Trump Will Establish Voter Fraud Commission, With a Voter Suppression Crusader in a Leading Role
15 May, 2017, 18:49
"The work of this commission will be to assist all state elections officials in the country in understanding, and addressing, the problem of voter fraud", Mr. Kobach said. Speaking on Good Morning America in November, Conway said some of Trump's information came from Kobach.
Earlier on Thursday, Trump signed an executive order to create the Advisory Commission on Election Integrity. "President Trump has chose to waste taxpayer dollars chasing a unicorn and perpetuating the risky myth that widespread voter fraud exists".
According to a person familiar with the commission, other participants will include Democrats and Republicans involved in election administration at the state level.
White House officials say the commission will be lead by Vice President Mike Pence and Kansas Secretary of State Kris Kobach, who will look at allegations of improper voting and voter registration fraud in states across the nation.
"Tellingly, the National Association of Secretaries of State, the bipartisan group that speaks for statewide elections administrators, learned about the president's executive order through press reports this morning". The president has repeatedly claimed, without evidence, that millions of people voted illegally in the 2016 presidential election. There is no evidence of widespread voter fraud, or for that matter, anything more than the case here and there that Kobach has been able to prosecute.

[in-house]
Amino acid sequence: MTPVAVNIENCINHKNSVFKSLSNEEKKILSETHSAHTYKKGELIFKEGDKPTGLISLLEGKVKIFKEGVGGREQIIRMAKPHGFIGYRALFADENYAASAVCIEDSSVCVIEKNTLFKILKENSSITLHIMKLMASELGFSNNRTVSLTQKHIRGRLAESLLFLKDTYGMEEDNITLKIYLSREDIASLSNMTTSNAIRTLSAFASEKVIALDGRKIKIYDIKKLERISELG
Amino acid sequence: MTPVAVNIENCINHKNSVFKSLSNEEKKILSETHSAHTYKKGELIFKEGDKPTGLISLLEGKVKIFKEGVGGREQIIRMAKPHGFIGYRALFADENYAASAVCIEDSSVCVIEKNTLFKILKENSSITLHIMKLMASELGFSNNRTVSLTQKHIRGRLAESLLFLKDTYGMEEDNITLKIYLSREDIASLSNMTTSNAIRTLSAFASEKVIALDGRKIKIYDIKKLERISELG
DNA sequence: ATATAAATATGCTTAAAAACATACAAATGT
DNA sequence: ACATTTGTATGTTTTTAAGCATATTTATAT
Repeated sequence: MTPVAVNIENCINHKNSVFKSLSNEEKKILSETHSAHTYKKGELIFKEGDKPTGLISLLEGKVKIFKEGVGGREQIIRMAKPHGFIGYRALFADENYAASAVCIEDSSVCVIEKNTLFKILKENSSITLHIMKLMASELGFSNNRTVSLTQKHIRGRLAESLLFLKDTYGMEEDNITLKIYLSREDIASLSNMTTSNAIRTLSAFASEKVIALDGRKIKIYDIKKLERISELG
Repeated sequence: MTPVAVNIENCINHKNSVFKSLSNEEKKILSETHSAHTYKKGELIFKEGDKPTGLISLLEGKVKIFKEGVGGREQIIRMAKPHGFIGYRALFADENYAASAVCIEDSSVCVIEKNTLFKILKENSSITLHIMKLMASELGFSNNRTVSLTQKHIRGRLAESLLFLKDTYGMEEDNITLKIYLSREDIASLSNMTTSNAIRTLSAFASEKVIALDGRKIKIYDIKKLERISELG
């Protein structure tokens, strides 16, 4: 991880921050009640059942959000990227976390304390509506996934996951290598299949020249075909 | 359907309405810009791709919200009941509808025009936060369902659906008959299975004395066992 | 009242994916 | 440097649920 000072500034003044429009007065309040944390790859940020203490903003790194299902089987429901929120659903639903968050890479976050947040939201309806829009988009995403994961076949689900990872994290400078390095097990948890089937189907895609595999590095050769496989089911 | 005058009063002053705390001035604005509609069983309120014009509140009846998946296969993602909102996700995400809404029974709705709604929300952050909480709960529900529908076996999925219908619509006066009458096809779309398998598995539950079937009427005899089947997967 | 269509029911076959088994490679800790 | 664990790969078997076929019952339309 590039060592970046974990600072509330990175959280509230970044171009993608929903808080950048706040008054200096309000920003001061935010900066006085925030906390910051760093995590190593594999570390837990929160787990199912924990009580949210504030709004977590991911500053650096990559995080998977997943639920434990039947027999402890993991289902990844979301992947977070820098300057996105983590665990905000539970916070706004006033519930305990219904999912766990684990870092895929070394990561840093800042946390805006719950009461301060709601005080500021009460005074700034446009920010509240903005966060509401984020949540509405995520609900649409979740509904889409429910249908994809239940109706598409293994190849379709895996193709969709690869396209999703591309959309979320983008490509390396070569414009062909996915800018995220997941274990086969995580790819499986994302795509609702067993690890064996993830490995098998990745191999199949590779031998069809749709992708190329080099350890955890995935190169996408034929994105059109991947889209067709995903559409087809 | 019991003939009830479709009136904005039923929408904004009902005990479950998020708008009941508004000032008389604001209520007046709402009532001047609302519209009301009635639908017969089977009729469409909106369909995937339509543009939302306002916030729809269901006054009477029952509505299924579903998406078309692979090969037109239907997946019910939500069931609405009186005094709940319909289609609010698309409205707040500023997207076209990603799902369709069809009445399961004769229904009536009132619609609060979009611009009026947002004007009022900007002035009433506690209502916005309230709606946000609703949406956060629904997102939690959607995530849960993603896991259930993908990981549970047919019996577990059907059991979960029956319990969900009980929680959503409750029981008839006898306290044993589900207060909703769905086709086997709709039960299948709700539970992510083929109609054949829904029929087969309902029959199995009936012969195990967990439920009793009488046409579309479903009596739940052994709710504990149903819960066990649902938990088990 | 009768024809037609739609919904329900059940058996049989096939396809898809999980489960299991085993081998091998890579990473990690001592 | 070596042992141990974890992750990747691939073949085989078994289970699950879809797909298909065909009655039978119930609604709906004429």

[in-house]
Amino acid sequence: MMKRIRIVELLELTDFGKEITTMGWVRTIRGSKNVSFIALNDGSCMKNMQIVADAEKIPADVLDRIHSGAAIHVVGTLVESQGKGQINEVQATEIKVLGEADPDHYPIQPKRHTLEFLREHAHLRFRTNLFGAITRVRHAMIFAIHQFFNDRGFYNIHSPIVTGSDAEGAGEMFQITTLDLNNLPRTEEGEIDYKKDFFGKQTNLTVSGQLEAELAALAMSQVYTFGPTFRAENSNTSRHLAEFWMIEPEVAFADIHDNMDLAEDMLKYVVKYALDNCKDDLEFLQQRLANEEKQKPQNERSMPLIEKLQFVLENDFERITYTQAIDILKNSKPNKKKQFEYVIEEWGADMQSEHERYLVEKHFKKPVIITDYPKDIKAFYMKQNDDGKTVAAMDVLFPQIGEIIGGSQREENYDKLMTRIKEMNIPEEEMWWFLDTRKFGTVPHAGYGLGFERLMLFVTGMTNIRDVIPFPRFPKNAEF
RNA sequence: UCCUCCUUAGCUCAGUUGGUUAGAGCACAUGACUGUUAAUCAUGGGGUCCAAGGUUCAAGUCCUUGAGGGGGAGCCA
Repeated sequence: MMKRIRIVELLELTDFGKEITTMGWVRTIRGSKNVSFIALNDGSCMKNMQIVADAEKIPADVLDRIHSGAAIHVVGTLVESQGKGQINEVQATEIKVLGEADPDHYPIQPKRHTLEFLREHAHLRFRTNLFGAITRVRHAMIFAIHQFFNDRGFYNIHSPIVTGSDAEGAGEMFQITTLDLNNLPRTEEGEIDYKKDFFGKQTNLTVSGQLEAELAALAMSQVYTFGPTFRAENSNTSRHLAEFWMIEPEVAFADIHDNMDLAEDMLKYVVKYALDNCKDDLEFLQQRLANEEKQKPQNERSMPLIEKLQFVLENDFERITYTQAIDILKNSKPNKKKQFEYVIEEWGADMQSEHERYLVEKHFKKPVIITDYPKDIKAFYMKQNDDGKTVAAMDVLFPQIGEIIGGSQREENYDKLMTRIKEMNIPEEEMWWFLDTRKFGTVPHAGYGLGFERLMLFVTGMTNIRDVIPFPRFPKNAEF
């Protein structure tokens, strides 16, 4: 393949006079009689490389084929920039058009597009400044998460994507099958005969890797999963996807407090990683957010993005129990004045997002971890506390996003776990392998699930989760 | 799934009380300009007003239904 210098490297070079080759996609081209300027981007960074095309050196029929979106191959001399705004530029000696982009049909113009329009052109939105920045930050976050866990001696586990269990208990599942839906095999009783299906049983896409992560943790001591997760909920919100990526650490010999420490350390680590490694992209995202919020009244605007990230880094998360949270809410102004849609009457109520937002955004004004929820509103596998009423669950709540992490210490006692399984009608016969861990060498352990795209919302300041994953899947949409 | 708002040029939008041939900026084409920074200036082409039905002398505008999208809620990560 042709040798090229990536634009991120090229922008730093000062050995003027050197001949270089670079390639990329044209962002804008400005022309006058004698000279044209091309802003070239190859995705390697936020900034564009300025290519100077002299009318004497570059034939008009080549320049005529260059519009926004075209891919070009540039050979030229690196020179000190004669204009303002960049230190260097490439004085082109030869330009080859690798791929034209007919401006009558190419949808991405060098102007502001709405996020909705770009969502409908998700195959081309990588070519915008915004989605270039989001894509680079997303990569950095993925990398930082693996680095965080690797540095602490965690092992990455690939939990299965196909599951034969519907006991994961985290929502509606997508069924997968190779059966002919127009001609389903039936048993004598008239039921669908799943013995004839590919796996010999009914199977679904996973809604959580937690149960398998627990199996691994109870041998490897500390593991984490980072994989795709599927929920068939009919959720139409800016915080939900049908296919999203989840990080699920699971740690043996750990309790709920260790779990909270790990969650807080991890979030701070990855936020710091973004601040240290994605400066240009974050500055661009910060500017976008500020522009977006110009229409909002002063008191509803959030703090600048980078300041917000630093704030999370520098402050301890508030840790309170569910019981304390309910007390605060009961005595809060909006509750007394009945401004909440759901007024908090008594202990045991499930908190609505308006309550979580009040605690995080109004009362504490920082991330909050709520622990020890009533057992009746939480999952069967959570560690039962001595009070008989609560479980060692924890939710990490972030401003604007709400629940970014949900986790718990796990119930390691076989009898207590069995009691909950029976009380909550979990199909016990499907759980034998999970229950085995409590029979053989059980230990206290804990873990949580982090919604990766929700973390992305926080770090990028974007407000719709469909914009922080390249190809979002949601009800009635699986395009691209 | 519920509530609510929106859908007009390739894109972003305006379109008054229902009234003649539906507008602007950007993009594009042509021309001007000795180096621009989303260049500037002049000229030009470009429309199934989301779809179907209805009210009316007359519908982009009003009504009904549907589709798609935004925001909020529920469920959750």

Before the vote, Trump claimed the electoral system was "rigged" against him and suggested he might challenge the results if he lost.
The secretary of state championed Kansas' proof-of-citizenship requirement as an anti-fraud measure that keeps noncitizens from voting, including immigrants living in the USA illegally. He sparked a political firestorm on Tuesday when he fired the Federal Bureau of Investigation director, James Comey.
The White House said the commission will review practices that affect the integrity of federal elections-spanning improper registrations, improper voting, fraudulent registrations, fraudulent voting and voting suppression.
Trump began making his allegations of widespread voter fraud shortly after the election, claiming that he would have won the popular vote - which he lost by almost 3 million votes - if there had not been so many votes cast illegally.
ACLU Voting Rights Project director Dale Ho slammed Kobach's selection on Thursday, labeling the Kansan the "King of Voter Suppression".
Democrats and the American Civil Liberties Union criticized the commission, saying it will likely lead to more barriers for minority and low-income voters.